2. On top of the clay pebbles (or gravel) lay a thick layer of compost on top – 2, 3 or 4 inches – as long as it is plenty deep enough to plant your chosen plants so the roots are covered and the soil comes up to the base of each plant.
3. Next decide on some architectural elements that will fit in and around your chosen foliage bringing height and structure to your mini garden. A small branch or wooden form, large rocks, shiny stones, crystals or shells.
4. Choose plants that thrive in slightly damp or humid conditions like most types of ferns, some begonias, nerve plants, philodendron, moss and other small versions of tropical plants that enjoy a damp forest floor. Plant them as above and remember to leave them space to grow.
5. Fill any gaps under and around each plant with a layer of moss or gravel and even some small figures if you like! My deceased one had a camping scene inside – you can take a peek here.
6. Finally, brush away any stray gravel or compost that is on the leaves with a soft, artists paint brush then water to moisten all the new plants and soil.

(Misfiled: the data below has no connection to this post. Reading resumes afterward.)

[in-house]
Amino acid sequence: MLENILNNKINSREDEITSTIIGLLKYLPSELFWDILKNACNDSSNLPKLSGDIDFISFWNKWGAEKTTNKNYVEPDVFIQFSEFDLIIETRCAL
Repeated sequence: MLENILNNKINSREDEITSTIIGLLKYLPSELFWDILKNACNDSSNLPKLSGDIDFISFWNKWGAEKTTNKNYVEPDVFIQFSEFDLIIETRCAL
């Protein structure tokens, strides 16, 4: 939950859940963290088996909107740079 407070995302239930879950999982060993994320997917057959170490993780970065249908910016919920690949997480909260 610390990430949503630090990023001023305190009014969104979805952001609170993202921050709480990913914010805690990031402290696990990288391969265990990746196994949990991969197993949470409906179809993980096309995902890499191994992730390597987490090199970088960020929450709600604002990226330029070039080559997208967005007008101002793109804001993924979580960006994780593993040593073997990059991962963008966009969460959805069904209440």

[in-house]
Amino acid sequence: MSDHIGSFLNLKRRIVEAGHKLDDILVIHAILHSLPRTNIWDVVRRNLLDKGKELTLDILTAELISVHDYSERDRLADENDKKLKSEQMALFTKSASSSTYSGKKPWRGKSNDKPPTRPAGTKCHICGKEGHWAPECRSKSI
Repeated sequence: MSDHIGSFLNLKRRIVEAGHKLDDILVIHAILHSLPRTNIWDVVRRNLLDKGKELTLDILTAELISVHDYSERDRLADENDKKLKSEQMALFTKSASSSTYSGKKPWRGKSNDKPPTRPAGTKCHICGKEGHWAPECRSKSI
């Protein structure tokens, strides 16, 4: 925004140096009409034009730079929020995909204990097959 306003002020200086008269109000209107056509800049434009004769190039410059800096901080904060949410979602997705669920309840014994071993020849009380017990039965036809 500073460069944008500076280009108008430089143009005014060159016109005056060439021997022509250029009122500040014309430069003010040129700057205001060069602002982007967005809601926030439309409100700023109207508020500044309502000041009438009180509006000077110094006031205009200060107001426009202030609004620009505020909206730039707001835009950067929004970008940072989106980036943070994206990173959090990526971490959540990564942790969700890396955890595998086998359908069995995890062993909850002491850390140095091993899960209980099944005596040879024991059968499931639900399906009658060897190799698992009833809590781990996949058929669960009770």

Terrariums are easy to maintain, so don’t worry. Place your jar or bowl in a bright spot out of direct sunlight and just add a little water once a week or a fine misting if the soil is still damp beneath but the leaves look dry.Below, I was excited to meet the lovely Stephanie Donaldson who for sixteen years was Gardens editor of Country Living magazine and now blogger over at The Enduring Gardener. Stephanie is also another East Sussex local, her terrarium was a beauty!If sealed with the right conditions inside – your terrarium will create its own ecosystem and water cycle. Moisture from the plants and soil evaporates due to the warmer temperature inside the glass container and then forms condensation on the inside of the glass which then falls back down onto the plants and soil. Remember that some of your plants might not survive and that’s not the beginning of the end, gardening is all about trial and error and plants will always do their best to thrive with a helping hand. But there will always be some casualties along the way to gardening success! After our miniature garden masterclass, we wandered through the beautiful Sky Garden a bit more to take it all in, before heading home with all kinds of gardening tools to use at home.Thanks to our lovely hosts I am enjoying some new tools to tend to my plants, these little snips above are perfect for delicate pruning and once it’s time to trim up our apple tree I will be out in the icy January air with my new pruning saw.My miniature green world in a bowl fits in nicely with all our other green friends and I will keep a closer eye on this one to ensure its survival! Ooh and remember – most houseplants actually are killed with kindness by generous over waterers!